The Secret Diaries of Charlotte Bronte is Charlotte Bronte’s story—as told from her point of view. Written more as a memoir than a diary with dated entries, the novel chronicles Charlotte’s story from her time at the Clergy Daughters’ School through her marriage to Arthur Bell Nicholls, who had been in love with Charlotte for eight long years before their marriage in 1854. At first, her feelings for him weren’t very strong, but they grew over time. I’d originally thought that the book was going to be more about Charlotte and Arthur’s relationship; but it’s also about Charlotte herself, and her relationship with her sisters, brother, and father.
The “flashbacks” aren’t in chronological form, though of course memory doesn’t always work in a linear way. The voice that Syrie James uses for Charlotte Bronte is different than those used in Bronte’s novels, though that might be intentional; Charlotte’s own voice was much different than those she employed for the narrators in her novels. I enjoyed reading about Charlotte’ writing process, too. It’s a well-written book and well-researched, although I found the footnotes to be a little bit intrusive (though they might be helpful to someone who doesn’t know much about the nineteenth century). I was also a little bit annoyed by how Charlotte would give exact ages for characters as she introduced them. I also thought that ending Charlotte’s story where she did was a bit of a cop-out for the author.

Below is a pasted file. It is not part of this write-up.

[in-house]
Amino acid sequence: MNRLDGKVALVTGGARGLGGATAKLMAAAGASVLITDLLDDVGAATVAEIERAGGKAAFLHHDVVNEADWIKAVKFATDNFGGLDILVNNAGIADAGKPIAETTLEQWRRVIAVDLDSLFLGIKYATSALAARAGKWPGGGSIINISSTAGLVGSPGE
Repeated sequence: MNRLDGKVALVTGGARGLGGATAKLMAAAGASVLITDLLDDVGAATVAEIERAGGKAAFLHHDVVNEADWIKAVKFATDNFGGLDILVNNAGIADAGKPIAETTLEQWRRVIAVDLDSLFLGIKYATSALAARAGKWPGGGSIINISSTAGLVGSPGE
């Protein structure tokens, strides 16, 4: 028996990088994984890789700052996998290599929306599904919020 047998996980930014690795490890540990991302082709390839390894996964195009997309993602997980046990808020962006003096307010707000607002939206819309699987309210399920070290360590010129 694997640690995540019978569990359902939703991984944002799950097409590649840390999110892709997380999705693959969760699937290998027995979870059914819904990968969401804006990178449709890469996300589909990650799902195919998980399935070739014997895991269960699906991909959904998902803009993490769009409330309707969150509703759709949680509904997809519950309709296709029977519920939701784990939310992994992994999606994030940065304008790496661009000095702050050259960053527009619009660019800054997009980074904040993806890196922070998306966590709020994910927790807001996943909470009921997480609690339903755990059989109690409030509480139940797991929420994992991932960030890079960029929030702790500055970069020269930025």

But I liked Charlotte’s view of the world; I was especially interested in her opinions of Monsieur Heger, the married man that Charlotte had strong feelings for. But more interesting is the relationship between Charlotte, Anne, and Emily Bronte. I enjoyed the story arc of the novel—of how Charlotte learns through trial and error how to make her own choices. Although I know little about the Bronte sisters, I always gathered that they were a very passionate, emotional group of women, intelligent, imaginative and creative, despite the circumstances in which they grew up. Anne, Emily and Charlotte were unique women, remarkable each in their own way.
I can’t help but compare this book to another that’s recently been published: Emily’s Ghost, by Denise Giardina, about Charlotte’s sister Emily. Giardina does a better job of describing the bleakness of the Yorkshire moors, but the story that Syrie James presents here is a little bit more interesting. Nonetheless, both novels are equally enjoyable. At the end of the book are an afterward about what happened later; a Q&A with the author; excerts from Charlotte’ Bronte’s letters; some of the Brontes’ poetry (including one or two by Patrick and Branwell); a bibliography; and a “study guide.” In an effort to learn more about the Brontes, I found some interesting pictures here of Haworth Parsonage, the Birthplace, and the Parish Church on the Haworth Village website.
Also reviewed by: Becky's Book Reviews